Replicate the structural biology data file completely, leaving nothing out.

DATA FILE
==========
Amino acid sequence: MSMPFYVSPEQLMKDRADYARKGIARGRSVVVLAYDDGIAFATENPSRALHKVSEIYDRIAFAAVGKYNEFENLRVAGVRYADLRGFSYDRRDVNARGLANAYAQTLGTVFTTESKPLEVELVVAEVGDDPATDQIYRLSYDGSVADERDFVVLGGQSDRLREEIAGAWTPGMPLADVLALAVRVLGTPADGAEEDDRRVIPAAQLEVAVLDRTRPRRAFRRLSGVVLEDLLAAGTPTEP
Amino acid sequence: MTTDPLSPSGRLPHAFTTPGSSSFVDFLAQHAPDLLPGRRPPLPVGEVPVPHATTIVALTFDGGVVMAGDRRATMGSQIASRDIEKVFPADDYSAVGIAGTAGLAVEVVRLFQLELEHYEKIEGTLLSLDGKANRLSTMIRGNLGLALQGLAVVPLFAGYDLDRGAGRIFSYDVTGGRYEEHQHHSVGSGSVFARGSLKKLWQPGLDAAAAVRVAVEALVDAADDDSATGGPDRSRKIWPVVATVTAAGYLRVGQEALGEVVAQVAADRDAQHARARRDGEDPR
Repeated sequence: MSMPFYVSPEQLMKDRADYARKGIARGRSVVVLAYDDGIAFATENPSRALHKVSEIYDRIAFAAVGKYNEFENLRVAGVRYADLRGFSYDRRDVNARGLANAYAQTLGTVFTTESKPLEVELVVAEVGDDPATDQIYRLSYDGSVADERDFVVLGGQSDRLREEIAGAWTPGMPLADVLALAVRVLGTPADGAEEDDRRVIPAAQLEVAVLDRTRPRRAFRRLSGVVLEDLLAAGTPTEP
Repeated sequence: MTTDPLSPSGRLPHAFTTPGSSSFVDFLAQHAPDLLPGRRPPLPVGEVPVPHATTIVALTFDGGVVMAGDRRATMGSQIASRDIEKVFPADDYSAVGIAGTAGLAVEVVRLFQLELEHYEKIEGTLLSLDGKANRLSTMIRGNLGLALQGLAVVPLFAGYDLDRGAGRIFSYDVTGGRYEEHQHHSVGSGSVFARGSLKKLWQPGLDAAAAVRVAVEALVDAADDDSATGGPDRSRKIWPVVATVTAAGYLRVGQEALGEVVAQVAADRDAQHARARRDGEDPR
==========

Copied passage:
Amino acid sequence: MSMPFYVSPEQLMKDRADYARKGIARGRSVVVLAYDDGIAFATENPSRALHKVSEIYDRIAFAAVGKYNEFENLRVAGVRYADLRGFSYDRRDVNARGLANAYAQTLGTVFTTESKPLEVELVVAEVGDDPATDQIYRLSYDGSVADERDFVVLGGQSDRLREEIAGAWTPGMPLADVLALAVRVLGTPADGAEEDDRRVIPAAQLEVAVLDRTRPRRAFRRLSGVVLEDLLAAGTPTEP
Amino acid sequence: MTTDPLSPSGRLPHAFTTPGSSSFVDFLAQHAPDLLPGRRPPLPVGEVPVPHATTIVALTFDGGVVMAGDRRATMGSQIASRDIEKVFPADDYSAVGIAGTAGLAVEVVRLFQLELEHYEKIEGTLLSLDGKANRLSTMIRGNLGLALQGLAVVPLFAGYDLDRGAGRIFSYDVTGGRYEEHQHHSVGSGSVFARGSLKKLWQPGLDAAAAVRVAVEALVDAADDDSATGGPDRSRKIWPVVATVTAAGYLRVGQEALGEVVAQVAADRDAQHARARRDGEDPR
Repeated sequence: MSMPFYVSPEQLMKDRADYARKGIARGRSVVVLAYDDGIAFATENPSRALHKVSEIYDRIAFAAVGKYNEFENLRVAGVRYADLRGFSYDRRDVNARGLANAYAQTLGTVFTTESKPLEVELVVAEVGDDPATDQIYRLSYDGSVADERDFVVLGGQSDRLREEIAGAWTPGMPLADVLALAVRVLGTPADGAEEDDRRVIPAAQLEVAVLDRTRPRRAFRRLSGVVLEDLLAAGTPTEP
Repeated sequence: MTTDPLSPSGRLPHAFTTPGSSSFVDFLAQHAPDLLPGRRPPLPVGEVPVPHATTIVALTFDGGVVMAGDRRATMGSQIASRDIEKVFPADDYSAVGIAGTAGLAVEVVRLFQLELEHYEKIEGTLLSLDGKANRLSTMIRGNLGLALQGLAVVPLFAGYDLDRGAGRIFSYDVTGGRYEEHQHHSVGSGSVFARGSLKKLWQPGLDAAAAVRVAVEALVDAADDDSATGGPDRSRKIWPVVATVTAAGYLRVGQEALGEVVAQVAADRDAQHARARRDGEDPR